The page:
Like all industries, the nonprofit sector is trying to put the pandemic behind them. During and immediately after the height of the pandemic government subsidies buoyed up many nonprofits through programs like the Paycheck Protection Program (PPP), Higher Education Emergency Relief Fund (HEERF), Employee Retention Credit (ERC), and Shuttered Venue Operators Grant (SVOG). When asked about their organization’s financial position as the pandemic began to wane in the fall of 2022, 49% reported being somewhat or very concerned about their financial condition. In a recent follow-up survey, however, overall satisfaction in the past three months has increased considerably (by 64%), while those who are somewhat or very concerned has remained nearly the same (48.71%).
Even as financial concerns ease, new challenges have cropped up because of the pandemic.
- During the height of the pandemic nonprofits lost many of their employees and, as operations return to more normal levels, there is now a labor shortage across the sector.
- Nonprofit administrative costs are experiencing dramatic inflation, donations have not yet returned to pre-pandemic levels, and government subsidies are running out across all programs. Nonprofits are feeling the squeeze but, unlike other industries, are unable to raise prices to cover the shortfall. Increasing fees for services and programs is not an option for those that serve low-income populations. “We are seeing a slight downturn in giving as government pandemic relief has dried up and inflation is having a strong effect on individual givers and our own operational costs,” one nonprofit executive commented. Others worried about donor fatigue amidst economic turbulence. In most cases, this means nonprofit organizations must absorb the loss or reduce programs and services. Nonprofits’ three greatest concerns currently are:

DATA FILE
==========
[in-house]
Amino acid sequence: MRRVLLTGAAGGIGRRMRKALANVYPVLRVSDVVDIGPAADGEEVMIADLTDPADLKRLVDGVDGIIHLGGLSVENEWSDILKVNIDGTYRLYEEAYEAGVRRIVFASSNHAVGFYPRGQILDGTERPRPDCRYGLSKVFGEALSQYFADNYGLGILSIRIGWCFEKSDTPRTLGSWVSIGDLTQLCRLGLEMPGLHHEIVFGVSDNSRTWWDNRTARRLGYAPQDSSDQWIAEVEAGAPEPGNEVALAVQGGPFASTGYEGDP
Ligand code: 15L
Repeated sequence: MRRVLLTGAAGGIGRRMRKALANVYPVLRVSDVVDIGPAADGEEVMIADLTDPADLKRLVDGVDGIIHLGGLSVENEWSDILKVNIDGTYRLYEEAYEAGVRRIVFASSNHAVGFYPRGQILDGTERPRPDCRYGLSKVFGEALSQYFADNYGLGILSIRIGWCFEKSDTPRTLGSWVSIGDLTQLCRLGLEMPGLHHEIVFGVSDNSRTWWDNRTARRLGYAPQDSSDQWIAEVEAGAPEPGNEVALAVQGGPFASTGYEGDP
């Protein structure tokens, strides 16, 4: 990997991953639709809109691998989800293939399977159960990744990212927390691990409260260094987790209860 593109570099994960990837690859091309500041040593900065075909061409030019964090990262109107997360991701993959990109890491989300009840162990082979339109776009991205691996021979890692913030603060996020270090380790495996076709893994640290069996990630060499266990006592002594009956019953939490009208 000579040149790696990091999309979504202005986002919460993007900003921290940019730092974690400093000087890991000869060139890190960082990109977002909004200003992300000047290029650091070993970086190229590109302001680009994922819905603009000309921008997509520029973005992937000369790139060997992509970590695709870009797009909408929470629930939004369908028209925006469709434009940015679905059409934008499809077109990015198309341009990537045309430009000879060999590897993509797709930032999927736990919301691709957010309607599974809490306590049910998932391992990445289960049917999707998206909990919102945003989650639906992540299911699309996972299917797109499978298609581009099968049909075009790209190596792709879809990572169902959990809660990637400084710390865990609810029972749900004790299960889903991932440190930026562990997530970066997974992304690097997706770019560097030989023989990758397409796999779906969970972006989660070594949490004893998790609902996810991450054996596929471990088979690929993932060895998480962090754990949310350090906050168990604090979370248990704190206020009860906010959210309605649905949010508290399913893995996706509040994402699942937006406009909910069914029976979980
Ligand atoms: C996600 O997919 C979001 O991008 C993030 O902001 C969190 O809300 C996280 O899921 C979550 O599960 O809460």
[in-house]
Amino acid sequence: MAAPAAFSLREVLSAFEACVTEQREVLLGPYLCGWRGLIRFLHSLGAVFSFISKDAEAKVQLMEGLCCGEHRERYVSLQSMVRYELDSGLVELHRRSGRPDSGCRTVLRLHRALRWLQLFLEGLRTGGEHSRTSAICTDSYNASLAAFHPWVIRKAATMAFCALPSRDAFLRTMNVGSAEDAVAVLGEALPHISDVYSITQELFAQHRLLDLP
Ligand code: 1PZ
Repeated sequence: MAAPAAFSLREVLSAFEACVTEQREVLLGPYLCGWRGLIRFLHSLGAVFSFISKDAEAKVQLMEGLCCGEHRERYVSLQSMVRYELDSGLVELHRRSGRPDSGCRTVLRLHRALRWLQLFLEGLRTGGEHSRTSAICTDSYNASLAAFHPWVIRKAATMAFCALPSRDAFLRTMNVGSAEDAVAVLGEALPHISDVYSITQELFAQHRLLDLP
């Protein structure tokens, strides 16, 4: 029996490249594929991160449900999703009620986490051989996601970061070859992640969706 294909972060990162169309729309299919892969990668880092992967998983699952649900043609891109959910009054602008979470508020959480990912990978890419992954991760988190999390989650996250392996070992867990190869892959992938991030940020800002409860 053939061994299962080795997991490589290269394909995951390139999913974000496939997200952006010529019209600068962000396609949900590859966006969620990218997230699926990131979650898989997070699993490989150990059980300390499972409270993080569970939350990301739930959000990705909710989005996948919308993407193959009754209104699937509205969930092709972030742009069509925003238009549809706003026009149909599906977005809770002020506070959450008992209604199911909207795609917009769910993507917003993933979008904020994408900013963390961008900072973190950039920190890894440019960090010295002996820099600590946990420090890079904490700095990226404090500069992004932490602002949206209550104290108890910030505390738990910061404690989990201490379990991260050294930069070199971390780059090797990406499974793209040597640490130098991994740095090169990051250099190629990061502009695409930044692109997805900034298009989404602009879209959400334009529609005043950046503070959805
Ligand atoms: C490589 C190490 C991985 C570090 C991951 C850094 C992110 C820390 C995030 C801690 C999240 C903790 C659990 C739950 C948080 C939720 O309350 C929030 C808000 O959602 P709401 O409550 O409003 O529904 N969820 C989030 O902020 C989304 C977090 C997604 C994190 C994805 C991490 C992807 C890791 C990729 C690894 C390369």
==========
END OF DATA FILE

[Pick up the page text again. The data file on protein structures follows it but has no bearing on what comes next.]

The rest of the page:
- Administrative/operational costs
- Costs of delivering services/programs
- Transportation/energy costs
The pandemic created major disruptions to the international supply chain. The highly complex network has buckled under increasing demands and constricted capacity. The three key challenges are availability, labor shortages, and global bottlenecks. Nearly all industries, including the nonprofit sector, are suffering from each of these.
- One example that dramatically effected the nonprofit sector was the now famous shortage of infant baby formula that occurred during the pandemic. Nonprofits who work with families struggled for a year to provide mothers in their care with essential supplies.
- Habitat for Humanity was challenged by the escalating cost of building materials throughout the pandemic and even now the typical donated home is costing them $30,000 more.
Worker Supply Shortage and Cost Escalation
Nonprofits have traditionally asked employees to sacrifice fair compensation in exchange for the privilege of doing charitable work. The pandemic put an end to that. The 2022 State of the Nonprofit Industry Report revealed that 77% of nonprofits were planning to increase pay and benefits for all workers. The added costs, however, have created financial stress, and nonprofit leaders have had to reduce hours or eliminate positions to adjust for the increased compensation. One nonprofit executive said, “Rising costs of talent is one of our biggest issues.”
Nonprofits report that they are responding to this financial stress by becoming more innovative and accountable. They realize that their traditional nonprofit management methods are no longer sufficient to maintain the stability of their missions. They are searching for and eagerly learning new ways to recruit and train employees, to procure required supplies, and to plan for future outcomes. In other words, the pandemic lesson learned by the nonprofit sector is - “It is time for a change”.